A second embodiment of the invention is shown in FIGS. 6 and 7. The electrochemical cell structure again comprises a housing 10' with an opening 32 in a side of the housing, and again a fine hollow needle capable of piercing the skin being preferred for use as the housing. FIG. 7 shows that within the housing is a single oxygen-sensing noble-metal electrode 34 embedded in a gel matrix 20' containing enzyme as described earlier. Alternatively, the electrode can be covered with an oxidase enzyme containing membrane. Additionally, the electrochemical cell sensor contains a silver/silver chloride reference electrode 28' and a counter electrode 30', the needle housing acting as the counter electrode. All three electrodes are connected to appropriate recording instrumentation by wire leads that contact the electrodes at the position where they emanate from the housing. The entire housing is covered with biocompatible material 36 that is permeable to small molecular weight substance, which permits the diffusion of oxygen in the bodily fluids into the interior of the housing.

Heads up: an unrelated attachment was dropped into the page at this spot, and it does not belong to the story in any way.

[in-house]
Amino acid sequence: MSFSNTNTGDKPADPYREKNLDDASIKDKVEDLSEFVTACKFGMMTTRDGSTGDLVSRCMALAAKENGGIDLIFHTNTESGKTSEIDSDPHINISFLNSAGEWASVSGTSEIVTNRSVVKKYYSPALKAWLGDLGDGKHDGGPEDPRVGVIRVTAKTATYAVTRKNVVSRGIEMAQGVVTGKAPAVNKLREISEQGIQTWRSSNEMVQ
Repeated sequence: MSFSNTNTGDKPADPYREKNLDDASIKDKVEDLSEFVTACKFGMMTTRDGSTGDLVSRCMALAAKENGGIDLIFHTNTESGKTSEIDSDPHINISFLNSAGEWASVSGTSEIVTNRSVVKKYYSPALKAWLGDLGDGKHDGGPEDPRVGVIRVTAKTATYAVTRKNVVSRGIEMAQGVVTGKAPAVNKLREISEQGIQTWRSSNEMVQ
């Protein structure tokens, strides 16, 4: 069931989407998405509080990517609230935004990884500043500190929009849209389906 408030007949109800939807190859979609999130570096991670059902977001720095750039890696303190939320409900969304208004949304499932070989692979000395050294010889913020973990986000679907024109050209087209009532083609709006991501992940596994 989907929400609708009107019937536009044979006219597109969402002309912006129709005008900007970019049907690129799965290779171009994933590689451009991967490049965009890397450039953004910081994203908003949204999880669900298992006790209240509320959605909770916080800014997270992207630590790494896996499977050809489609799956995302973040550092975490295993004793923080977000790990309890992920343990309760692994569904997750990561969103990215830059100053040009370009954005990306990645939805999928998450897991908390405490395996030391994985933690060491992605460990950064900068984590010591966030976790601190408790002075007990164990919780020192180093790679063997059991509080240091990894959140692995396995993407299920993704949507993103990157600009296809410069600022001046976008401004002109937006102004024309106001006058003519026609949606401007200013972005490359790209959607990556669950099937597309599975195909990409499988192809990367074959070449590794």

In those instances when the electrochemical cell structure is implanted in regions of the body where there are low oxygen concentrations, it is desirable to fabricate the gel matrix or its outer layer of a material that permits the electrochemical cell sensor to remain sensitive to glucose over a useful range of concentrations in the presence of such low oxygen levels. This is accomplished by selecting a material that restricts the diffusion or partitioning of glucose while remaining relatively permeable to oxygen. As described above, the diffusion of glucose can be controlled by incorporating domains of hydrophobic material in a gel matrix in which the oxidase enzyme is embedded and which contacts the oxygen sensor. Alternatively, a membrane of Silastic or other such hydrophilic material can be positioned between the gel matrix and the external environment. The nonworking regions of the oxygen electrode and the silver/silver chloride electrode are insulated with suitable insulating material 26'. Particularly useful is epoxy or fused glass. The working regions of the electrodes are situated near the opening or openings in the electrochemical housing wall and are not insulated.